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C01: Financial decisions over the life cycle

In this project, we take a novel perspective on financial decision-making. We enhance classical economic models of the life cycle with features such as non-standard expectation formation, behavioral biases in decision-making, and peer effects. We develop estimable models and collect novel longitudinal data that allow us to identify and structurally estimate the parameters of the enhanced models. Our results generate new insights into the design of institutions such as social insurance schemes.


Project members (C01)

Policy outreach (C01)


Publications (C01)


Discussion papers (C01)



For important decisions taken irregularly and with long-term consequences (such as financial decisions for retirement savings) learning from experience can be difficult. Thus, traditional assumptions about individuals maximising utility under perfect knowledge of the institutional environment and the distributions of future shocks might not be realistic. The empirical evidence suggests that a significant fraction of individuals (a) have beliefs which are non-standard, heterogeneous, or not even well-defined; and/or (b) employ ad-hoc decision rules such as rules of thumb. We propose to collect new data and to develop and estimate rich models in order to explore the consequences of such behavior over the life-cycle.

Policy relevance

Quantitative insights into the design of welfare systems when a richer set of motives in life-cycle decision-making is considered, including distributional consequences of various actual and counterfactual policies. Analysis of policies that are irrelevant in standard models, e.g., nudging, information interventions, financial literacy education. Provide a microfoundation for analyzing financial market stability if not all households adhere to the rational-expectations paradigm.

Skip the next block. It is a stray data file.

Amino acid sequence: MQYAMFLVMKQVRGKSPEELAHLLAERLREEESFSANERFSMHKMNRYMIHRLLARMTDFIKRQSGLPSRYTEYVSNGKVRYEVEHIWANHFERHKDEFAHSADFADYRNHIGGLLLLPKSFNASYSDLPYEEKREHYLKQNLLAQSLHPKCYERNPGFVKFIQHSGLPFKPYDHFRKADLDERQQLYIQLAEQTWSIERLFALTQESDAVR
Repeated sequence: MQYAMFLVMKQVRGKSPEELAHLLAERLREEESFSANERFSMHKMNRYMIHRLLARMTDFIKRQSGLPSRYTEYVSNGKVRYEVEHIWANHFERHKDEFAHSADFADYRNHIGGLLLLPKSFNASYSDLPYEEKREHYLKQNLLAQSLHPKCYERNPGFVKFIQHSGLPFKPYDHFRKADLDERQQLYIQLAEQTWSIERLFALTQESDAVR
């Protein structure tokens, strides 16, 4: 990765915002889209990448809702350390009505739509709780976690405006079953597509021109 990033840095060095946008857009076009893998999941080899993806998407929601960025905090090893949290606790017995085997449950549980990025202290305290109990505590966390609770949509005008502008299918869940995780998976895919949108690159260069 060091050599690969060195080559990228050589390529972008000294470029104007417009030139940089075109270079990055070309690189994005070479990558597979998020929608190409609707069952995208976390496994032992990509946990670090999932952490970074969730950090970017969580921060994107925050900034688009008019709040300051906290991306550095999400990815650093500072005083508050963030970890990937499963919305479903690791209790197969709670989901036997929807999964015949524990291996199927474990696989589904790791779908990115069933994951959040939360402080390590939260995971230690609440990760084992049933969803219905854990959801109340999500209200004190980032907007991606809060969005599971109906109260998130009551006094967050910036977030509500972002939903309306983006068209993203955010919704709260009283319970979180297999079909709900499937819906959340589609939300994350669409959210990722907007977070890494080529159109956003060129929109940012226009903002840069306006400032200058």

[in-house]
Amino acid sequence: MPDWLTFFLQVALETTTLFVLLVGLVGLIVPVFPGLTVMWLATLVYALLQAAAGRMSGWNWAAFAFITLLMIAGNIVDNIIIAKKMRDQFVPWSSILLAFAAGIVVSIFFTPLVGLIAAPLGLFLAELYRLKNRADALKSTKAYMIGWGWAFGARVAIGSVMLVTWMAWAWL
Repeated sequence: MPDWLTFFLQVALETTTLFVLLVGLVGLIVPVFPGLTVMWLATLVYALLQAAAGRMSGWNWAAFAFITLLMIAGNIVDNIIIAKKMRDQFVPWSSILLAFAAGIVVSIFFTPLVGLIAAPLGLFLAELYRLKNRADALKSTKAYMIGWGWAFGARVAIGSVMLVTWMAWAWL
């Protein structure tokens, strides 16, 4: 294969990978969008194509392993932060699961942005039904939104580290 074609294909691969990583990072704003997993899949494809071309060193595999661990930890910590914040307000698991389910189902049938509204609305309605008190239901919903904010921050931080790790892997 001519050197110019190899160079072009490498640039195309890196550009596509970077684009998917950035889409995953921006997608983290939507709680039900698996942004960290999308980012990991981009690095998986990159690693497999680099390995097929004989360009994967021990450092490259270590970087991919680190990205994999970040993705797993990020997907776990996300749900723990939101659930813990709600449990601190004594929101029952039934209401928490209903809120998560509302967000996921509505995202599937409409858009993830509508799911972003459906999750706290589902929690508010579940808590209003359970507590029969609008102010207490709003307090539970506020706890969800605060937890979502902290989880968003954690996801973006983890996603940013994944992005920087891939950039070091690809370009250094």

Project plan

Work package 1 - Quantifying the effects of persistent heterogeneous survival beliefs in a life-cycle model

  • Add an individual-level time-constant degree of optimism or pessimism in survival beliefs to a state-of-the-art estimated life-cycle model.
  • Use a framework of ambiguity since no objective probabilities are available.
  • Learn about the effects of survival beliefs on savings and retirement.

Work package 2 - Developing a life-cycle model with heterogeneous learning about stock market returns

  • Develop a process for the formation of stock market expectations that can be taken to the data within a life-cycle model.
  • Use a framework of ambiguity with generalized Bayesian learning.
  • Calibrate the model, generate insights into the mechanics of life-cycle models and learning processes.

Work package 3 - Collecting novel data on beliefs, expectations formation, and preferences

  • Collect nine waves of data using incentivized experiments on the CentERpanel.
  • Bi-annual frequency: Stock market expectations.
  • Annual frequency: Preferences, qualitative questions on decision-making process.

Work package 4 - Analyzing the interplay between expectations, non-standard decision-making, and the social environment

  • Analyze the first waves of data collected in the CentERpanel in work package 3.
  • Relate the precision of expectations and the data on preferences, choice rules, and background characteristics.
  • Learn about how to identify individuals whose behavior is best described by nonstandard decision rules and which departures from a rational model are empirically important.

Work package 5 - Estimating life-cycle models with heterogeneous beliefs, learning, and alternative decision rules

  • Estimate comprehensive life-cycle models of consumption, savings, and portfolio choices featuring heterogeneity in preferences and beliefs about survival and stock market returns.
  • Model heterogeneity in decision-rules using discrete types.

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